FOXBOROUGH, Mass. -- One of the biggest reasons why the Revolution have managed to reel off back-to-back wins for the first time this season can be summed up in two words: Diego Fagundez.
On Saturday, the 18-year-old midfielder scored his third goal in as many games to lift his club to a 2-0 win over Toronto FC. He leads the club with four goals on the season.
"Getting those extra minutes in and getting confident in the game (has helped)," Fagundez said after Saturday's game. "Then, just going out there, trying to help out the team and being in the right spots."
No question Fagundez has been getting into the right spots during the last three weeks. Whether it's sneaking to the near post on a corner kick, running onto a ball and bursting through the backline, or volleying a deep cross -- as he did on Saturday -- Fagundez is finding a variety of ways to stamp his name on the scoresheet.
The manner in which the Revolution's original Homegrown Player has found the back of the net hasn't been an accident, especially with the club's improved form going forward.
In recent weeks, Revolution head coach Jay Heaps has tinkered his offense to get the most out of dynamic players like Fagundez, who's never been shy to take on a defender or make a late run into the area. So far, the tweaking has done wonders to put Fagundez in dangerous positions.
"The way we've been playing right now is very fluid in the offense," Heaps said. "We're pushing where Diego is. It's a little bit wider and he has a little bit more freedom and so he's getting good in matchups and he's an intuitive player as well."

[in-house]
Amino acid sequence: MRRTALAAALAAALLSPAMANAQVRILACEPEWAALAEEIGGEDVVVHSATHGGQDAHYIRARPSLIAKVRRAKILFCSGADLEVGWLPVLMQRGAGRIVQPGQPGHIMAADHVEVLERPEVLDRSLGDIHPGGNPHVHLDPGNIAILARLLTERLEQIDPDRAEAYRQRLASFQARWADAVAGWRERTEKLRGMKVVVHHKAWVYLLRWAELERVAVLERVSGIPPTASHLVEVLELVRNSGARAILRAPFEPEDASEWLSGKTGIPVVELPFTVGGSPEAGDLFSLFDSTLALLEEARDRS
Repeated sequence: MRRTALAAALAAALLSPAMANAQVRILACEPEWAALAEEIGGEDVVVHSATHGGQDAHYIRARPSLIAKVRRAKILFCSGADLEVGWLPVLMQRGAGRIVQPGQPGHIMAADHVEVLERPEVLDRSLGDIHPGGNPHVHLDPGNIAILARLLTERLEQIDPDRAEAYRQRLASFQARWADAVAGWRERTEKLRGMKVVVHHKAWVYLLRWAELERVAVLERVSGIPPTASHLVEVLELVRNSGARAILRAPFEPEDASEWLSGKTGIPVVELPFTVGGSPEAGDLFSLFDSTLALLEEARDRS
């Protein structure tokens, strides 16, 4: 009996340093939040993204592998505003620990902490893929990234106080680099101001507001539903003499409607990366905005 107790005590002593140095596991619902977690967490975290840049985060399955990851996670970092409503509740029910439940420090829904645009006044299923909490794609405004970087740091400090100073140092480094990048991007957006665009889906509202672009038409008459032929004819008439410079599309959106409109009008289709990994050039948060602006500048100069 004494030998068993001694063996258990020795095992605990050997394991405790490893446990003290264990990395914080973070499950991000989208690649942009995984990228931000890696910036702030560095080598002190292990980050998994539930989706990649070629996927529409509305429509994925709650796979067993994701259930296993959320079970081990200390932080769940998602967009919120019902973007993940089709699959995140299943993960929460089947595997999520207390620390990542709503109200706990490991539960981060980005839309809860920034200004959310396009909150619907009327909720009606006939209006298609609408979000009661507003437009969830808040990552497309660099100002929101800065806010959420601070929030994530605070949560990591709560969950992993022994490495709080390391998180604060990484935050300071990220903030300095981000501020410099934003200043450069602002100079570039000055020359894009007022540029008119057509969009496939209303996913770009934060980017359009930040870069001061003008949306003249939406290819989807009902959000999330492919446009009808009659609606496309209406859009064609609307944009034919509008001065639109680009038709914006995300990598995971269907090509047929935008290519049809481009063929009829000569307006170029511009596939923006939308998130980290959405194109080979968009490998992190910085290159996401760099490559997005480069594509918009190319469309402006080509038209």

That intuition served him well on Saturday. In a game that could've deteriorated into a sluggish effort given the rainy conditions and a struggling opponent that would've been happy to salvage a draw, Fagundez made a keen far post run and punched a long cross from Chris Tierney past Toronto keeper Joseph Bendik in the 23rd minute for what proved to be the game winner.
"I wasn't trying to pick out Diego or anything," Tierney said. "I was just trying to put it in a good area ... what a finish on his part. Great side-foot finish."
But the teenager wasn't about to punch the clock after his masterpiece. Instead, he continued to make dangerous runs into the final third, and put additional pressure on the Toronto backline by switching sides with fellow midfielder Juan Agudelo, a certain freedom that Heaps might not have given him a few weeks ago.
"I actually like that a lot because you don't have just one side just to stay on the whole game," Fagundez said. "If you play 90 against just one defender, he knows what you're doing, so you just switch it up and they get confused."
Most teenage attacking players would be content to devote all their energies on the offensive end and put their defensive chores on the backburner. But Heaps is quick to point out that Fagundez has actually done well to track back and aid the defense.
"He's becoming a complete player," Heaps said. "You see him forward and back doing both things, and the better he is defensively, the more he does offensively."
Eventually, the rest of the league will catch on to what Fagundez has been doing during the past three weeks. He knows that his torrid form won't last forever, and he understands he'll have to put in more work each week to find scoring chances.
"It's going to get harder and harder," Fagundez said. "But I just have just to (find) those chances and just get into the right spots at the right time and go forward from there."